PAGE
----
Strong household savings and a moderate lift in interest rates have clear implications for Australia’s housing market, says RBC Capital Markets Chief Economist Su-Lin Ong. 

Ong, who is also Managing Director and Senior Relationship Manager at RBC, told the Australia Property Institute’s 2022 National Property Conference that those two factors suggested “a moderation in housing rather than significant weakening”. 

“We expect, at an aggregate level, house prices to begin to moderate in the second half of this year, with greater declines in 2023, down about 7.5% next year, and a little further in ‘24,” Ong said.   

“What’s clear is that high wages and income growth will temper the move in house prices and so that will be, I think, a key factor to watch out for over the next 12-18 months.” 

Ong said the strong labour market, the border reopening and the assumption of net migration was expected to support the housing market too.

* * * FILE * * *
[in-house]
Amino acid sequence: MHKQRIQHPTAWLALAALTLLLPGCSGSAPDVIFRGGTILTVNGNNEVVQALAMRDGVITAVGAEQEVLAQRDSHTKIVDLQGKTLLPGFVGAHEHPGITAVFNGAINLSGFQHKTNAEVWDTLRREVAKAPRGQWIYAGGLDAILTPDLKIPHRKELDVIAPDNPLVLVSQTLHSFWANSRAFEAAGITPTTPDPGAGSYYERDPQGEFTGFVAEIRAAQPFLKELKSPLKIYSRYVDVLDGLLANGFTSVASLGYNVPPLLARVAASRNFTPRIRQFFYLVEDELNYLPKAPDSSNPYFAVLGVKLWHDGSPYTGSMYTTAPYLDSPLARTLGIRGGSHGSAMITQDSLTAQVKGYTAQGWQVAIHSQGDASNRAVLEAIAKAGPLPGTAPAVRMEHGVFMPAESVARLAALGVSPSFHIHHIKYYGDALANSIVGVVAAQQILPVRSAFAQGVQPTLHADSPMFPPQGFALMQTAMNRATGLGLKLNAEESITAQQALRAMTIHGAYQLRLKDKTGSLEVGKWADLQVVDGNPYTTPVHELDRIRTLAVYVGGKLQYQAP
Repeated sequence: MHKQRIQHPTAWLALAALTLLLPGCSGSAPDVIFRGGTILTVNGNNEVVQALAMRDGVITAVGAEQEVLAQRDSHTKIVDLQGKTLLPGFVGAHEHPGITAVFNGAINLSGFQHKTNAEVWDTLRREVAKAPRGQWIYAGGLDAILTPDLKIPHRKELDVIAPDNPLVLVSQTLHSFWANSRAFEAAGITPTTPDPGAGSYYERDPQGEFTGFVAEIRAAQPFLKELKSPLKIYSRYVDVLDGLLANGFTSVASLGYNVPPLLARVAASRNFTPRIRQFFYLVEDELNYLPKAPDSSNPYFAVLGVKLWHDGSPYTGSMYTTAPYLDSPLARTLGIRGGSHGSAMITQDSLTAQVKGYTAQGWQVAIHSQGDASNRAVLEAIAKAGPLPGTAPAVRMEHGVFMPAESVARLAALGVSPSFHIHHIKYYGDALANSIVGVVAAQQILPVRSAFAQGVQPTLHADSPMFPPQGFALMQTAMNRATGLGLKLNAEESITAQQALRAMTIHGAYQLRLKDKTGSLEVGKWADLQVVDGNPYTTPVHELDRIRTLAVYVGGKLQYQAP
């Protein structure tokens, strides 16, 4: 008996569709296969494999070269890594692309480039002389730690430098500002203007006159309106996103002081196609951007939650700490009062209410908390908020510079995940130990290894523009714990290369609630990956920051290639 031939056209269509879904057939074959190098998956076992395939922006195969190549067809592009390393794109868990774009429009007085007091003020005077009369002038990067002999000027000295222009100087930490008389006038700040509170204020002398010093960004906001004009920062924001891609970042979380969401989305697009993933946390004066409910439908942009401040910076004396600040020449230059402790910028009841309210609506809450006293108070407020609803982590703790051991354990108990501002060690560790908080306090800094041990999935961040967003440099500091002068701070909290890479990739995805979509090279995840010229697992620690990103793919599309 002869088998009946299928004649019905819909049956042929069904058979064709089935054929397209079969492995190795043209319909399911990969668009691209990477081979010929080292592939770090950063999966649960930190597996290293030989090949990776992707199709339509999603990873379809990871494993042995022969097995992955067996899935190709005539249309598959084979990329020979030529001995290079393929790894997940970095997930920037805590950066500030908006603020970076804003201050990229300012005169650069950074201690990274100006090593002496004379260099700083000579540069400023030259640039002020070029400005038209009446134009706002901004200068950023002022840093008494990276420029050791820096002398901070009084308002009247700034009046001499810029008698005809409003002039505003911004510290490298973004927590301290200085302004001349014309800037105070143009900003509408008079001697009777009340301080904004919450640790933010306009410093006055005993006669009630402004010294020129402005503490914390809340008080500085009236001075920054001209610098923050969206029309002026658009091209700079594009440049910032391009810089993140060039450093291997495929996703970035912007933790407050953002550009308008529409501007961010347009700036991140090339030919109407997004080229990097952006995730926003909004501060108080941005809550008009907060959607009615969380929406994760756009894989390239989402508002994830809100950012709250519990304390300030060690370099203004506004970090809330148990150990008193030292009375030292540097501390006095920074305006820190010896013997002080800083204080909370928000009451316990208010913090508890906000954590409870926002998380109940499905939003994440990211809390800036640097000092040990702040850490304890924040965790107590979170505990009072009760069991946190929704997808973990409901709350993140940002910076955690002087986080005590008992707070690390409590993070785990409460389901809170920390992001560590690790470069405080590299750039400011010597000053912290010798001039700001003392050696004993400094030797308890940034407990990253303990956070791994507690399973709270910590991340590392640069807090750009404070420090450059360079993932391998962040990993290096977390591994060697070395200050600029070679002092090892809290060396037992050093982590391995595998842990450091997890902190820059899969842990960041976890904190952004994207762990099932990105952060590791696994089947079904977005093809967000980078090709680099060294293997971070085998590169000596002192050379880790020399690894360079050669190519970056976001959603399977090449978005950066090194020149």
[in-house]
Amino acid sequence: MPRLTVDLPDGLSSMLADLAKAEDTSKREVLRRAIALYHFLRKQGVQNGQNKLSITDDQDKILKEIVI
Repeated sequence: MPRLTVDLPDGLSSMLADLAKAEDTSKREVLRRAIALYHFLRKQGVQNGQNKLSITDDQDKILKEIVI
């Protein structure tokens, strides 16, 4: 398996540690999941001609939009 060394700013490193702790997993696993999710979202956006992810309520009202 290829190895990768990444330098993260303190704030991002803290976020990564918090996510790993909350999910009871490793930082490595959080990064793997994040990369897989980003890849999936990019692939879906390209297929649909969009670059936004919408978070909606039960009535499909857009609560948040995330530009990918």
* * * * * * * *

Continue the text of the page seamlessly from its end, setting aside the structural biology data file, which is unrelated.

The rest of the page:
RBC forecasts the unemployment rate to decline to 3.8% by the end of this year and then 3.6% by the end of 2023. 

Ong said housing construction would moderate as well due to the looming interest rate rises and reduced borrowing capacity. 

“We do expect residential activity to continue to contribute to growth this year, not to the same extent as 2021 where we had a lot of measures that were designed to lift that sector,” Ong said.  

“Home builder was the biggest one. We’ve got quite a lot of construction in the pipeline that will continue to support activity this year. 

“We are looking at some moderation in construction and you can see it already in some of the leads that are starting to moderate, whether it’s housing finance, building approvals data – it is all signalling a bit more of a moderate story.”

Read further insights from NPC 2022 

Housing is regional Australia’s top infrastructure gap

Big trends driving the future of property valuation